The secret, as it was explained, is that when you pack it dry it stays dry. If you use ice packs, or a plastic cooler that doesn’t breathe, or both, it causes condensation which in turn causes everything to melt. Not a problem if you’re keeping beers cool at a picnic for a couple of hours but a big hassle if you’re transporting perishables cross country.

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  31. Dexter Friend said on July 10, 2021 at 2:23 am

    Times says I have limited out, but I studiously never go there at all since the paywall went up many years go. I was spending way too much time there anyway, and there’s a lot of free stuff out there. Apparently they took away the X number of free articles and re-set it to zero for free.
    The spelling bee was always late May-early June. I looked for it then and figured it was cancelled again. Oh well. I see it was on TV but I have been wrapped up in hockey, baseball, basketball, and streaming.
    I was the kid who always went to the county bee at the courthouse, always finishing third in the county for my grade. A girl a year ahead of me won the regional in Fort Wayne and went to D.C. in 1962. She went quite a ways before getting one wrong. She won other ways; she’s 73 now and looks 40. She found the fountain of youth .

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  32. Mark P said on July 10, 2021 at 9:24 am

    Spelling bees never held much interest for me. I like to spell my words correctly, but exotic words? Who cares.

    LAMary, the fact that Perry Mason was an attorney is pretty important. In fact, it’s all important.

    Deborah, I was visiting a friend in Albuquerque with my parents during chile season. We stopped and got a big basket of chiles fresh out of the roaster. When we stopped at a grocery store, my parents went in and my friend and I stood at the tailgate of their little SUV eating chiles. For a long time after they I would stick my head into the car to get a hit of chile.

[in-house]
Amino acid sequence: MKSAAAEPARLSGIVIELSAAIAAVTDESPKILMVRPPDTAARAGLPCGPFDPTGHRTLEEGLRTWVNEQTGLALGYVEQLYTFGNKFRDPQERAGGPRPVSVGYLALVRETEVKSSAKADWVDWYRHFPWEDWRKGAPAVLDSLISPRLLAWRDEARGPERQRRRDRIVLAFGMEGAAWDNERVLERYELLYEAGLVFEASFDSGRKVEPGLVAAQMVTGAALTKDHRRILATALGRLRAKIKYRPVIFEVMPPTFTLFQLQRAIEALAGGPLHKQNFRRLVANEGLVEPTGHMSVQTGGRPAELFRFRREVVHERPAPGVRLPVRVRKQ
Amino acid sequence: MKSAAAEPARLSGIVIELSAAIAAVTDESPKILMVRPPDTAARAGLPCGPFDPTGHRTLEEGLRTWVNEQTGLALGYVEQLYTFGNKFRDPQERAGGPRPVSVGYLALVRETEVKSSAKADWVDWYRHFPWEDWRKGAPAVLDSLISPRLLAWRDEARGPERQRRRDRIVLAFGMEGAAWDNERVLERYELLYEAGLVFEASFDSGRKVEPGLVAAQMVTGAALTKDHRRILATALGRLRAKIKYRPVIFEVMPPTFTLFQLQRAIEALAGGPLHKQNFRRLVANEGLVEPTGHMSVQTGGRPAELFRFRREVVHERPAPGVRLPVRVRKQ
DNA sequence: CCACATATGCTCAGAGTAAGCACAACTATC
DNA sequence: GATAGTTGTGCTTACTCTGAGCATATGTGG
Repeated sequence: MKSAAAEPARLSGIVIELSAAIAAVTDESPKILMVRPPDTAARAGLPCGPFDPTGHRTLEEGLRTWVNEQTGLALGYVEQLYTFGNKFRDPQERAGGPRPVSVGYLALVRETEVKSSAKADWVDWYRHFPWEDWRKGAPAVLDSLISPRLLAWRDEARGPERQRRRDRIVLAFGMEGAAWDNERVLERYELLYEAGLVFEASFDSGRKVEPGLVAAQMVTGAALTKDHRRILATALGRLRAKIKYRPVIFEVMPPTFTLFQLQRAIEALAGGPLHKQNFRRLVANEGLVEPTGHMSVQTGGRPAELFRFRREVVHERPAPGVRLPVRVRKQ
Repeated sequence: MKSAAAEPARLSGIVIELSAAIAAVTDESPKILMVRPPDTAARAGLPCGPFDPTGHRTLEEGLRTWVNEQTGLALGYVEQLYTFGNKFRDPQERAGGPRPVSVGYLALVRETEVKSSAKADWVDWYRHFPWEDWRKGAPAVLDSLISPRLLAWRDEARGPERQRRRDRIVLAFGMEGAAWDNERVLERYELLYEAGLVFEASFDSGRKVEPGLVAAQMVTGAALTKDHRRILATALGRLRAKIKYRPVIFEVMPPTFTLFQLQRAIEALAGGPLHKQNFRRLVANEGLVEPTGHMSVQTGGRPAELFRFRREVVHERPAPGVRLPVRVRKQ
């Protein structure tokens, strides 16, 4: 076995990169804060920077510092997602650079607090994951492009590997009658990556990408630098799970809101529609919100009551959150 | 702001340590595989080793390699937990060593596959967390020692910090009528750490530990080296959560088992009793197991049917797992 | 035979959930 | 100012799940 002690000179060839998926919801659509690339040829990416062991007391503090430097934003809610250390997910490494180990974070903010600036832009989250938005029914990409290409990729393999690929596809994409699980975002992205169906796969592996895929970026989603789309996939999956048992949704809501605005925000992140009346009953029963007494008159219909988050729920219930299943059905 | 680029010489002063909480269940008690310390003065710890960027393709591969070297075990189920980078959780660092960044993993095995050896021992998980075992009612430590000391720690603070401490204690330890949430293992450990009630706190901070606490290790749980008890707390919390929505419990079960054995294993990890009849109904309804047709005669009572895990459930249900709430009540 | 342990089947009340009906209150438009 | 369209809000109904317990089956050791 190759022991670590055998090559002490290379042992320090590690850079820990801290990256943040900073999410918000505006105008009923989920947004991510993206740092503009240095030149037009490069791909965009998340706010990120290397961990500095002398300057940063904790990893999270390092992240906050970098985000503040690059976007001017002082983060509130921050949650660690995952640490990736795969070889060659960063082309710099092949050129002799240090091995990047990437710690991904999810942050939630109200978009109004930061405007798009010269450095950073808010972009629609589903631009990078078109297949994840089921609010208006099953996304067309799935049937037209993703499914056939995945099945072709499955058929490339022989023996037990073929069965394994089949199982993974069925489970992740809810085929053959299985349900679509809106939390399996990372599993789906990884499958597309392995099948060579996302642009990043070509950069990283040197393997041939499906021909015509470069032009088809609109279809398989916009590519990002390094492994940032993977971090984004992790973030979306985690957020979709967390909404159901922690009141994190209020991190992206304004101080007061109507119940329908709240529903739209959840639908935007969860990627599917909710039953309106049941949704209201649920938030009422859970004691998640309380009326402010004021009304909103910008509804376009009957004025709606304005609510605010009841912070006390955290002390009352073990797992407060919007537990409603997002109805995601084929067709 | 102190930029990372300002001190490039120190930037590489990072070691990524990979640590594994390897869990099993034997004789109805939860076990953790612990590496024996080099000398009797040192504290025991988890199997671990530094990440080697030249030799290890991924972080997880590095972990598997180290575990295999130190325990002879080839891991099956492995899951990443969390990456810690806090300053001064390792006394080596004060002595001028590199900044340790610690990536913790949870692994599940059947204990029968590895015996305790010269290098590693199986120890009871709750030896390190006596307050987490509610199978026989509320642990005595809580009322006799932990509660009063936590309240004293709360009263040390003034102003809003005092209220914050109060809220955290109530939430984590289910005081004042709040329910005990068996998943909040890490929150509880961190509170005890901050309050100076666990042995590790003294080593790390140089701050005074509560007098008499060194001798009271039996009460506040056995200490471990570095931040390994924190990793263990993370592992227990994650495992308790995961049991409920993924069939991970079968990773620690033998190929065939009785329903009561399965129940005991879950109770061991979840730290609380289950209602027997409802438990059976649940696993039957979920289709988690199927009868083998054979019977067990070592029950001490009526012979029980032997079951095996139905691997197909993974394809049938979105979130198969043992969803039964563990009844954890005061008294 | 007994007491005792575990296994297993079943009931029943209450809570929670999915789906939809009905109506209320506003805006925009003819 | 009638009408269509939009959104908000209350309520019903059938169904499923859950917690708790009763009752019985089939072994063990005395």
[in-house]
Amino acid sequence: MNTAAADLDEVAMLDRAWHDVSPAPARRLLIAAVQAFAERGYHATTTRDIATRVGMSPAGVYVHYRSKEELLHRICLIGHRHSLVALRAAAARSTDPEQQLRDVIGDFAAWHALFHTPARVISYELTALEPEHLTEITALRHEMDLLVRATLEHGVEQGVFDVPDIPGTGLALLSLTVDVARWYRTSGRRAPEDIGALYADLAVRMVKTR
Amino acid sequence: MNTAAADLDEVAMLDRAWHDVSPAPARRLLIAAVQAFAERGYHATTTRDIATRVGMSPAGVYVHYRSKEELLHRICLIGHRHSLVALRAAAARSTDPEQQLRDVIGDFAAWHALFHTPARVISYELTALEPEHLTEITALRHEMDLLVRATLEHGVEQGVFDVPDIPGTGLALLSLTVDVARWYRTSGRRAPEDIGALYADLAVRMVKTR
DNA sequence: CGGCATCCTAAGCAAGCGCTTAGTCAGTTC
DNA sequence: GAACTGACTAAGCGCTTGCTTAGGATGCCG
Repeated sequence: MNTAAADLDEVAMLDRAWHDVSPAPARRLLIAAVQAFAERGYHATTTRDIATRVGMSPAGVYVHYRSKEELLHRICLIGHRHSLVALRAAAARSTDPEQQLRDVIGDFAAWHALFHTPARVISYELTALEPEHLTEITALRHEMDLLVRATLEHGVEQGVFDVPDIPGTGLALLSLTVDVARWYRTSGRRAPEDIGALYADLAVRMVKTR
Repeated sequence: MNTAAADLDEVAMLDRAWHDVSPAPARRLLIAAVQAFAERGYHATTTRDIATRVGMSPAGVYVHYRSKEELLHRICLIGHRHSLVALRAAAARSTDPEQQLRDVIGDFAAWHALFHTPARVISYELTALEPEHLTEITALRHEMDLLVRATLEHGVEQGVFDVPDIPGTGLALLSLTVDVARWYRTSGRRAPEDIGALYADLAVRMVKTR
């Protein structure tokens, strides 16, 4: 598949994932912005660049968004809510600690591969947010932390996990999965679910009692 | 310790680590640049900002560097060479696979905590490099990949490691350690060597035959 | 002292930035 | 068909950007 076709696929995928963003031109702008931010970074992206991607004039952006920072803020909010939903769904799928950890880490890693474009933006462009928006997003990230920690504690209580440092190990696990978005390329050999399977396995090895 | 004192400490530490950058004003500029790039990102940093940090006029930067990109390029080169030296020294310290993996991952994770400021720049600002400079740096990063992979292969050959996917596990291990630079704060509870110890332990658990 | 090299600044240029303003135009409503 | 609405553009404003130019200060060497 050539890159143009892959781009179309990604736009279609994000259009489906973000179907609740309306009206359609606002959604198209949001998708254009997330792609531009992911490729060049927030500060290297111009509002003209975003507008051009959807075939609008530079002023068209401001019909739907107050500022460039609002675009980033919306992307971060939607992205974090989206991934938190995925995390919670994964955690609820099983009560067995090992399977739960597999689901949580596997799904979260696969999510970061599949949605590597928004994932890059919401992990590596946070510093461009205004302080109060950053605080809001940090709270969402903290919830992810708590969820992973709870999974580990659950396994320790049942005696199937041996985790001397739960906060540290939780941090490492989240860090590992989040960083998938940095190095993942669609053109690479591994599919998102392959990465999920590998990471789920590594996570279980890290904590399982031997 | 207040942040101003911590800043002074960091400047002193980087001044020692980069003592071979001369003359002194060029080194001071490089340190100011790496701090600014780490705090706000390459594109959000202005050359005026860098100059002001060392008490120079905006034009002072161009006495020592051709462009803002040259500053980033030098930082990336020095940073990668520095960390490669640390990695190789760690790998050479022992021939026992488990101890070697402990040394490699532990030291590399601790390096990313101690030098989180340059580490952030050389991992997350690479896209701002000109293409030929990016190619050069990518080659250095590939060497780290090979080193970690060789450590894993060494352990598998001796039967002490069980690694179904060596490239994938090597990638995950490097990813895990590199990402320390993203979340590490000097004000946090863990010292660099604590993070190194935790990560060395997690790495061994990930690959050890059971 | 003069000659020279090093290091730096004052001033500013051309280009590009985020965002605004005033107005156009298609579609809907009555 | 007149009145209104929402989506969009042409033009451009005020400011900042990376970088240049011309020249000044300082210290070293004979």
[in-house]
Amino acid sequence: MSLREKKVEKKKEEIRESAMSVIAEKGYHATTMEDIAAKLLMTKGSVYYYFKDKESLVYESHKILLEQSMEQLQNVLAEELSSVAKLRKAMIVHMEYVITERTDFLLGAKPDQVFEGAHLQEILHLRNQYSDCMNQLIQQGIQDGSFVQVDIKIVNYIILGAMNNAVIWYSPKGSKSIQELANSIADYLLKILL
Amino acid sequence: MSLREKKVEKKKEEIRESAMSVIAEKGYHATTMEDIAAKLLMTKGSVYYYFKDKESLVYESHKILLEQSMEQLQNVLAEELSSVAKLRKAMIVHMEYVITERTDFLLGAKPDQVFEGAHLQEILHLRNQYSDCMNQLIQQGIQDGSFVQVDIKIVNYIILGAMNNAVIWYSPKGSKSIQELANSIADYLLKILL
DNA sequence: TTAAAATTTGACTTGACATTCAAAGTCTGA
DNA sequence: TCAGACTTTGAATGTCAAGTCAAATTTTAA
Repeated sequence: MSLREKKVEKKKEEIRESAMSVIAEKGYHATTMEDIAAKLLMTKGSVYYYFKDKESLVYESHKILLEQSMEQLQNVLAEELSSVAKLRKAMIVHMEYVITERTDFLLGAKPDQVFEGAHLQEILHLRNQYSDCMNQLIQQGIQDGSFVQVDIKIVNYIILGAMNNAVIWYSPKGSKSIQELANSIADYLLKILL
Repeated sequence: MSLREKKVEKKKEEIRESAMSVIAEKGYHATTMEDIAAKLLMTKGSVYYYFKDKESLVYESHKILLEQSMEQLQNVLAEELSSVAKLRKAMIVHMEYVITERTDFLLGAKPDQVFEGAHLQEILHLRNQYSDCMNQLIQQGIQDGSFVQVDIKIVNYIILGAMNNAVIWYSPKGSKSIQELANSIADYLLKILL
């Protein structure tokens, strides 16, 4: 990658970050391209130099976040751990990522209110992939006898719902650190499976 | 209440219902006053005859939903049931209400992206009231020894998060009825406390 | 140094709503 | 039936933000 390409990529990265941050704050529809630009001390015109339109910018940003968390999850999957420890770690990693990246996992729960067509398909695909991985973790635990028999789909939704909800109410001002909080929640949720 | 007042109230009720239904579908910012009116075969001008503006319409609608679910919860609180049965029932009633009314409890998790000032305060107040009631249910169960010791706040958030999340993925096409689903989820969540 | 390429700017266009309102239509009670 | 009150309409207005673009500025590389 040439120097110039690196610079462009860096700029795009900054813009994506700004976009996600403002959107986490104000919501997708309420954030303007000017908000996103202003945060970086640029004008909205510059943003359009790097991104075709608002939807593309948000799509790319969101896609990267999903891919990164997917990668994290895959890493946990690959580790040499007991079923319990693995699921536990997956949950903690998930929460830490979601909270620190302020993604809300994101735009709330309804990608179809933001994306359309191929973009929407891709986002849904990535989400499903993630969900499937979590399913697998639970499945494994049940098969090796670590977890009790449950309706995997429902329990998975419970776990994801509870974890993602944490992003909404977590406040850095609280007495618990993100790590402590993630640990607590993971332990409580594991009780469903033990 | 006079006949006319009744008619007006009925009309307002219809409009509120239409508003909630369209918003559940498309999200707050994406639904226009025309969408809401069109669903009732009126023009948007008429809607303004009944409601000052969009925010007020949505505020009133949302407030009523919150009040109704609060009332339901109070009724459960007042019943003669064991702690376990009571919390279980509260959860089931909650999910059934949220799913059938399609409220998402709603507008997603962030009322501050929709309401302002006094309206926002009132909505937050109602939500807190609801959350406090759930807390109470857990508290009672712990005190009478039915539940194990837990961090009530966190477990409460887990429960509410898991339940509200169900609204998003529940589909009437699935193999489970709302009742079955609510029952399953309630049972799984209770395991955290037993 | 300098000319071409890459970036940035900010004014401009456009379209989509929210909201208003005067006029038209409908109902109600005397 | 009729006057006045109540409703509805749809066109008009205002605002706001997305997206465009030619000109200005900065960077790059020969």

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  33. Mark P said on July 10, 2021 at 9:46 am

    Alex, regarding frozen chiles in the cooler, I’m a little confused
    by the physics. But they were right about water ice melting. What you needed was dry ice (frozen CO2). Grocery stores that serve Indians from the reservations sell dry ice because of the heat and long distances the Indians have to travel to get back home. Dry ice is colder and doesn’t melt.

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  34. Deborah said on July 10, 2021 at 10:05 am

    Alex, I would do that with dry ice (as Mark P) suggested except we’re flying back. This will be the first time we’ve flown since the before times. I can try and put something in a checked bag, I don’t think they’d let me take it back in a carry-on. I never thought of taking frozen chiles when we were doing the road trips because those always took days and it never occurred to me to even try. I will try to roast my own in Chicago, in the oven of course, not the cool way they do it around here in the big rotating drums.